It is important to remember that when you work in a foreign country, you should satisfy the tax requirements of that country. With the provisions of the Canada-US Tax Treaty, most tax liability is restricted to one’s own country, but it is a good idea to file an annual nonresident tax return where applicable, even if no taxes are owed.

—Please send your questions and concerns to me at: robert@bairdartists.com. While I cannot answer every question here, I will feature as many as I can, and I promise to answer every e-mail I receive.

Time to Think About Tax Refunds

by Robert Baird, President Baird Artists Management (BAM!)


It’s a new year and it’s time to start thinking about getting a refund of taxes withheld in a foreign country by filing a nonresident tax return.

Dear Crossing Borders,

To file taxes in the US to apply for a refund, what kind of paperwork do we need to ask promoters for? Should we be receiving copies of the forms they will be sending to the IRS? It’s my understanding that we should receive a notice from the IRS early in 2015, which will summarize the total amount that we’ve had withheld over the course of 2014. Is that correct?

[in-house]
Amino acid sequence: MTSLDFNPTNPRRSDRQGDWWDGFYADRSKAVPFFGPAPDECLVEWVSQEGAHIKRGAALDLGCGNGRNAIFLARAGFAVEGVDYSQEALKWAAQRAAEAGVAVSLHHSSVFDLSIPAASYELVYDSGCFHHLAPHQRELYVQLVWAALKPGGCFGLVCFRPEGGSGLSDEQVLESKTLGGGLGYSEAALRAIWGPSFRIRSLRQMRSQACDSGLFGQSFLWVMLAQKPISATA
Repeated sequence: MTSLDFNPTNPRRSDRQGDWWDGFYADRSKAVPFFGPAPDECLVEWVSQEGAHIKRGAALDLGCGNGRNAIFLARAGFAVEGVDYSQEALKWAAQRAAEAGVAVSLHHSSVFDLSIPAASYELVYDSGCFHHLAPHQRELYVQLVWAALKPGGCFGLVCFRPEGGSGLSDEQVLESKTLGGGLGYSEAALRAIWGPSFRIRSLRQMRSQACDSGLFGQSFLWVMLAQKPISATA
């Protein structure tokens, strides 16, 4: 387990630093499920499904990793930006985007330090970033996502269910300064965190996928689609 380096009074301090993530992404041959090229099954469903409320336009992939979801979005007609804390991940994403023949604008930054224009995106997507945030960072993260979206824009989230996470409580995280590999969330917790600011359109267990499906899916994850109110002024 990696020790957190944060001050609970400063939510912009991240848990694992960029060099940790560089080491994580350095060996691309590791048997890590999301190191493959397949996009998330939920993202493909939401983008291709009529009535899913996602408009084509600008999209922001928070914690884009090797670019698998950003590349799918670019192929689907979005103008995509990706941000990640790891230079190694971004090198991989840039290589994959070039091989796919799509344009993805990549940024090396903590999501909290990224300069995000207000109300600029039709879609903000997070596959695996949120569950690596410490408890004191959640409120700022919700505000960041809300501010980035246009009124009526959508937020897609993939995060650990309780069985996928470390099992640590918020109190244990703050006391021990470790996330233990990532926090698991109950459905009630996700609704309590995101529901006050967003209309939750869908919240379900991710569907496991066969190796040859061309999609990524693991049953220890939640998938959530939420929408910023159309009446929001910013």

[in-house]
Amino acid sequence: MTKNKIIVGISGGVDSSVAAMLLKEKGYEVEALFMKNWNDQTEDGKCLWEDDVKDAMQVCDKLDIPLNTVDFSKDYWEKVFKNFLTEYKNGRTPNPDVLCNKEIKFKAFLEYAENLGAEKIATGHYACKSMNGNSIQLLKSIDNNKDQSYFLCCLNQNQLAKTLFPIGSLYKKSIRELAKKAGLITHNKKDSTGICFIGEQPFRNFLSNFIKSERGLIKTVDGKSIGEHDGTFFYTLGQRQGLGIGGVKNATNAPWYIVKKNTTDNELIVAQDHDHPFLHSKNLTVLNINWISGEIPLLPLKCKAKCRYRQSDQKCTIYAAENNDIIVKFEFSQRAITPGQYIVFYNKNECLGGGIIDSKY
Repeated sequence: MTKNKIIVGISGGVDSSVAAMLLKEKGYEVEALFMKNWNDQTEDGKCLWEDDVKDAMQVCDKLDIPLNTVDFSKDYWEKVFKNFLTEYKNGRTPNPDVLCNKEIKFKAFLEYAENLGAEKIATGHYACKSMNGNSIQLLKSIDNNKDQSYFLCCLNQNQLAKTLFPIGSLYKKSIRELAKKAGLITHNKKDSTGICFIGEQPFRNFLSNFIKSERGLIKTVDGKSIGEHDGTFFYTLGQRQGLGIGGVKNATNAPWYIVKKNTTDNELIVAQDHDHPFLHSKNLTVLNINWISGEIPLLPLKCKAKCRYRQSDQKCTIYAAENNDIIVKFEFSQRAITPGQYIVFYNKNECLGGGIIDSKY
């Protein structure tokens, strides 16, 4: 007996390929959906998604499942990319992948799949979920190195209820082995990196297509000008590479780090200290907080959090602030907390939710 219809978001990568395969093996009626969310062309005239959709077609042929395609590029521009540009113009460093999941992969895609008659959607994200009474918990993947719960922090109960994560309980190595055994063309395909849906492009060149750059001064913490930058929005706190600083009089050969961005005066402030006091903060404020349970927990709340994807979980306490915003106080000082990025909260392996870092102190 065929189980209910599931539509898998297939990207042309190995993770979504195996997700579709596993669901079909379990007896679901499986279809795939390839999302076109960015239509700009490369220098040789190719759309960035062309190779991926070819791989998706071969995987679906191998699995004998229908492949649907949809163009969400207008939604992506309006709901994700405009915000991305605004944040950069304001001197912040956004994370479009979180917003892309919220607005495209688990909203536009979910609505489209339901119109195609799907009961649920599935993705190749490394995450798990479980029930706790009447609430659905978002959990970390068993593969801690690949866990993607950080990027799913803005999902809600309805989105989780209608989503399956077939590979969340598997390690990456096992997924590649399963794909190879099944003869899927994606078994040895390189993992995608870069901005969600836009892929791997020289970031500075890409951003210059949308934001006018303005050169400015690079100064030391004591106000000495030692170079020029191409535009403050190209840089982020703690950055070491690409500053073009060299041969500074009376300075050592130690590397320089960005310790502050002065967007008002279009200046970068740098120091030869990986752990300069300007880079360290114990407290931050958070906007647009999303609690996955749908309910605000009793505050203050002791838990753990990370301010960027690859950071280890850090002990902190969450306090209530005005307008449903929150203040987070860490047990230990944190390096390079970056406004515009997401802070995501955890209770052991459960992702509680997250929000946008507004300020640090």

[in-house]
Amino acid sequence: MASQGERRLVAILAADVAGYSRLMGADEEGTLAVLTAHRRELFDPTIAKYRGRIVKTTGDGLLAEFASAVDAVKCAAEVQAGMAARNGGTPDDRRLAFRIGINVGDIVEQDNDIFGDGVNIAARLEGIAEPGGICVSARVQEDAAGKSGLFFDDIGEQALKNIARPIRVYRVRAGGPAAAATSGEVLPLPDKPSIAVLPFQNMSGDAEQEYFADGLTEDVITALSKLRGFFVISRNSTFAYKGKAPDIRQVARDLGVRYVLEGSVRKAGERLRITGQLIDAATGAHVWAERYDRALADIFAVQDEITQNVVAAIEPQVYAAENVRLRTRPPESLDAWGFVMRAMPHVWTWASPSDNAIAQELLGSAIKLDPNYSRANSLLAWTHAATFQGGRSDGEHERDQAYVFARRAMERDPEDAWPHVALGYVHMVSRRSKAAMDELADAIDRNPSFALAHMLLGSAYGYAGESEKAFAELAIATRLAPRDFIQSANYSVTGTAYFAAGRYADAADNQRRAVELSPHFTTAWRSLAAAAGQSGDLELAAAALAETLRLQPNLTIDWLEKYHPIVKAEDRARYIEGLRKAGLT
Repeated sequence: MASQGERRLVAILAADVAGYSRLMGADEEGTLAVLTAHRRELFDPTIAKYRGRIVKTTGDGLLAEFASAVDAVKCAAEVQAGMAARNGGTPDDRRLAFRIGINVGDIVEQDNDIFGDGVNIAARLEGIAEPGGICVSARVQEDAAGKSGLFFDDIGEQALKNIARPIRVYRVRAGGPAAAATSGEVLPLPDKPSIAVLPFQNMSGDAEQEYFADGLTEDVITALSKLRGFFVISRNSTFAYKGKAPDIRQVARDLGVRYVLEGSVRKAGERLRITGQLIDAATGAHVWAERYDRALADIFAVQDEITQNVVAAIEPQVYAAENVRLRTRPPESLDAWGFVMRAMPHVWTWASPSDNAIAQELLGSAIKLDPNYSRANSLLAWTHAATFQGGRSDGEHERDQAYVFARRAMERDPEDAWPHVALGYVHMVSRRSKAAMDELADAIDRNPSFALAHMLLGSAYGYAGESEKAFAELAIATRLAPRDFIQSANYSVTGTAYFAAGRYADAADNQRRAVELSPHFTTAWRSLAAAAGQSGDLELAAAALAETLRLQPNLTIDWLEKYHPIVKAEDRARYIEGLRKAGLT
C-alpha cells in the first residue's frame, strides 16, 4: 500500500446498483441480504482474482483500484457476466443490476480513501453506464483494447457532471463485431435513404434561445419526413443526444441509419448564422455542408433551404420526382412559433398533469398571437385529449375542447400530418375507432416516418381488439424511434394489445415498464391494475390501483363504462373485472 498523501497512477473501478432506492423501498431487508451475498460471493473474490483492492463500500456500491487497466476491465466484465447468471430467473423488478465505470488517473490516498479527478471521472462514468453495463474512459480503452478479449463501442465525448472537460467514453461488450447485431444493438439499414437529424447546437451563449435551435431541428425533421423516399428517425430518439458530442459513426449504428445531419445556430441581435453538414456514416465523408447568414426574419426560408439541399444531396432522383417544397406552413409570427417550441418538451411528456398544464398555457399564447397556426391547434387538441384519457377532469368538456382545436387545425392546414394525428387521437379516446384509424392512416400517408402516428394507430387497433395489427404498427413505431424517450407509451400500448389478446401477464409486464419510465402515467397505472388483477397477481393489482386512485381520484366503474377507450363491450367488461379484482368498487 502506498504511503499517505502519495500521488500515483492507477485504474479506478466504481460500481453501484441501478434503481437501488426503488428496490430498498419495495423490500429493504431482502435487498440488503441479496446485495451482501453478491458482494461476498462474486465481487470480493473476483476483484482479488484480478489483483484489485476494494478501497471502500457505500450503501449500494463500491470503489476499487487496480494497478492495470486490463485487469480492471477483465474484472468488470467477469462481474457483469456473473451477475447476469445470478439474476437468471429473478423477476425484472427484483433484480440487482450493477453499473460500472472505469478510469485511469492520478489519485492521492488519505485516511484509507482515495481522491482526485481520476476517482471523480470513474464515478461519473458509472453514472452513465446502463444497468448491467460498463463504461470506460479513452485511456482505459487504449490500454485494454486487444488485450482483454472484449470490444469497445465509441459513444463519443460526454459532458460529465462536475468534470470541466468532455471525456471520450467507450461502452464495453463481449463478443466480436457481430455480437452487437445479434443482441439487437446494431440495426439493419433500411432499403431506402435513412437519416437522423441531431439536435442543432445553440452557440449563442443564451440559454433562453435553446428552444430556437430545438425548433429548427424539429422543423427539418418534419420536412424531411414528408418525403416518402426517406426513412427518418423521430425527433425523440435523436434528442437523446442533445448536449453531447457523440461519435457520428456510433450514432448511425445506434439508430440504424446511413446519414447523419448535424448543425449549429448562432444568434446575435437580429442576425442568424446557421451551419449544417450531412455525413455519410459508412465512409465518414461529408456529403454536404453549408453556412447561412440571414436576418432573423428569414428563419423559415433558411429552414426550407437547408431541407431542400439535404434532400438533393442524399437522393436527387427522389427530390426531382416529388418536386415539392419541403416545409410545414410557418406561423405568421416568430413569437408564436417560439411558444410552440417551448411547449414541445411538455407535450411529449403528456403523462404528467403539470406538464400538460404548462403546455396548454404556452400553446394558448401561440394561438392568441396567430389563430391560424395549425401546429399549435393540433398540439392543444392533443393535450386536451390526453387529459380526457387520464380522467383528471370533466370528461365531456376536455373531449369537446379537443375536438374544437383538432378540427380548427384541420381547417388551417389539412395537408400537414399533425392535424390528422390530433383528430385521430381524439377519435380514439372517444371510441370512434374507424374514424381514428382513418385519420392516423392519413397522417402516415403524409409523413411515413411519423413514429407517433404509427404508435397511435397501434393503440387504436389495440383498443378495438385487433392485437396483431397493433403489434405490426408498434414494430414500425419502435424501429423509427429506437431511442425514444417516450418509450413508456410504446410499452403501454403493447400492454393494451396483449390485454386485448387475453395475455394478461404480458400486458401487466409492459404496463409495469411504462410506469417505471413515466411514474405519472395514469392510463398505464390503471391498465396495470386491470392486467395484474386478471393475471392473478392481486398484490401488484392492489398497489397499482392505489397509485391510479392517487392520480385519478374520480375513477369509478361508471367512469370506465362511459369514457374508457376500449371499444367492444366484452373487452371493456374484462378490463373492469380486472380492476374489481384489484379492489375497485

First of all, it is a good idea to file a nonresident tax return if and when you work in another country. In fact, it’s the only way to get a refund of taxes that may have been withheld. We will deal with the requirements for the US and Canada separately.

United States

In the US, there is no requirement to file a nonresident tax return unless tax is owing. For work done in the US, you should receive a Form 1099 from whoever engaged you to perform. The IRS will not send you a summary of the amounts withheld; it is your responsibility to file for a refund of taxes withheld. The 1099s should be attached to your US tax return.

The US tax return for nonresidents is either a Form 1040-NR or a Form 1040-NR-EZ. If you wish to claim a refund of taxes that were withheld, you need to file a Form 1040NR. However, you do not need to file Form 1040NR if:

1) Your only U.S. trade or business was the performance of personal services; and

2) Your wages were less than $3,900; and

3) You have no other need to file a return to claim a refund of over-withheld taxes, to satisfy additional withholding at source, or to claim income exempt or partly exempt by treaty.

The Form 1040NR-EZ can be used if income from US sources is wages, salaries, and tips, refunds of state and local income taxes, and scholarship or fellowship grants. In addition, you may have to file a Form 8833 to claim certain Tax Treaty rights.